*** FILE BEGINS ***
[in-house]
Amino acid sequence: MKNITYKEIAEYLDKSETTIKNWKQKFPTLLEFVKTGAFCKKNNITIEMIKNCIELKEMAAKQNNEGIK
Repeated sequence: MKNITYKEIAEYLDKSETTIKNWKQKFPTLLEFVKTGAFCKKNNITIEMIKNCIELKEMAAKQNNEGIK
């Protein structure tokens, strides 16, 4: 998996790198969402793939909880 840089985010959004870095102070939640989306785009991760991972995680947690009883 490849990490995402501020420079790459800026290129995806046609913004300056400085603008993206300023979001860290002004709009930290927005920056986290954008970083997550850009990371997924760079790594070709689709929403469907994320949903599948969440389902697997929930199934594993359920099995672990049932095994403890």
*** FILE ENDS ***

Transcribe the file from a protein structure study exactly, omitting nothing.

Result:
[in-house]
Amino acid sequence: MKNITYKEIAEYLDKSETTIKNWKQKFPTLLEFVKTGAFCKKNNITIEMIKNCIELKEMAAKQNNEGIK
Repeated sequence: MKNITYKEIAEYLDKSETTIKNWKQKFPTLLEFVKTGAFCKKNNITIEMIKNCIELKEMAAKQNNEGIK
């Protein structure tokens, strides 16, 4: 998996790198969402793939909880 840089985010959004870095102070939640989306785009991760991972995680947690009883 490849990490995402501020420079790459800026290129995806046609913004300056400085603008993206300023979001860290002004709009930290927005920056986290954008970083997550850009990371997924760079790594070709689709929403469907994320949903599948969440389902697997929930199934594993359920099995672990049932095994403890």